Active Noise Control

Active Noise Control (ANC) is based upon the principle that two sounds of equal amplitude and opposite phase cancel each other out, leaving silence. BYU has been working on ANC research since 1995 and has received funding from various sources, including Caterpillar. ANC work at BYU involves exploiting one of two types of ANC: 1. affecting the output of a noise source directly at the source, and 2. using energy density techniques to globally control the sound in an enclosure. The first type of ANC work has been applied to quieting the tonal noise from cooling fans in desktop computers. The second type of work has been applied to making the operator's cabin quiter in Caterpillar equipment.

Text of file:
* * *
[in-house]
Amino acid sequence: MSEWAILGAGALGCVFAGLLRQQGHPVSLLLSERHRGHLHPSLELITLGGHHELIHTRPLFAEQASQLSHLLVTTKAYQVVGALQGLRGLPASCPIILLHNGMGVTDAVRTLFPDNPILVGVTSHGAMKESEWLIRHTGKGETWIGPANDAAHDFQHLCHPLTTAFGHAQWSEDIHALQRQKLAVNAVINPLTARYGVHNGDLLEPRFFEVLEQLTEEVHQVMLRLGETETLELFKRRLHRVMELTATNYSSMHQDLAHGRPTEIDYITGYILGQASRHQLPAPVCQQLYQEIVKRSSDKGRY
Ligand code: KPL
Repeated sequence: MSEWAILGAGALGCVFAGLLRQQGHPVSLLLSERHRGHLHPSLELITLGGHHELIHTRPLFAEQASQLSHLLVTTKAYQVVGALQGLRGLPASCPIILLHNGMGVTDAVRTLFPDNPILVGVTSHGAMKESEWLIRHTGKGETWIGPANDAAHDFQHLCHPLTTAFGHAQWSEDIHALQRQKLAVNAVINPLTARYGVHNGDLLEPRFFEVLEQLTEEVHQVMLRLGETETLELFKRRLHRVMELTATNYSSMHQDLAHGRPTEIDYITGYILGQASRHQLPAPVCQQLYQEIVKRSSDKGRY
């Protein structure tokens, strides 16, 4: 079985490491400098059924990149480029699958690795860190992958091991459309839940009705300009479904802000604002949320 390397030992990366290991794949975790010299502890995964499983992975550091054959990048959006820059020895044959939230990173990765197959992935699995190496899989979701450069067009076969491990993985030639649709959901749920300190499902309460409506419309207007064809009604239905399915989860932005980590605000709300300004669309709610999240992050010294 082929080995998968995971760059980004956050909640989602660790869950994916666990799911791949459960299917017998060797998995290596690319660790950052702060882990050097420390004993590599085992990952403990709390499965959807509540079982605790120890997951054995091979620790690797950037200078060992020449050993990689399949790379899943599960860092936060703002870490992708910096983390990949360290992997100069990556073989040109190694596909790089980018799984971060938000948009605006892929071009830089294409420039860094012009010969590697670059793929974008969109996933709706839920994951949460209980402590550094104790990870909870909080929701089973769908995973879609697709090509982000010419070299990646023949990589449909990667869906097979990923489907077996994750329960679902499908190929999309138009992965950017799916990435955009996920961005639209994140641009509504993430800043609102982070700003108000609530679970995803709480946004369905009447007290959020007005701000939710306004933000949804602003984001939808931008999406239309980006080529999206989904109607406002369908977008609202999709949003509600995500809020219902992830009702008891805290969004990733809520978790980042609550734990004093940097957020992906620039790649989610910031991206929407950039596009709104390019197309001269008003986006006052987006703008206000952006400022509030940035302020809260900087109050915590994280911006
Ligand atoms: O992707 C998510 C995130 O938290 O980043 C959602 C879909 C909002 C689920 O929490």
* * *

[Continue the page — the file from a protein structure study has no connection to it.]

ANC work at BYU was founded by Dr. Scott Sommerfeldt. Dr. Tim Leishman, Dr. Kent Gee, and Dr. Jon Blotter (of the BYU Mech. Eng. Dept.) have also been involved in this work. Many former students have worked on ANC projects at BYU, including:

  • Kent Gee (M.S. 2002)
  • Ben Faber (M.S. 2004)
  • Brian Monson (M.S. 2006)
  • Matt Green (M.S. 2006)
  • Andrew Boone (M.S. 2006)
  • Jared Thomas (M.S. 2007)
  • Ben Shafer (M.S. 2007)
  • Connor Duke (M.S. 2007)
  • Stephan Lovstedt (M.S. 2008)
  • Jason Sagers (M.S. 2008)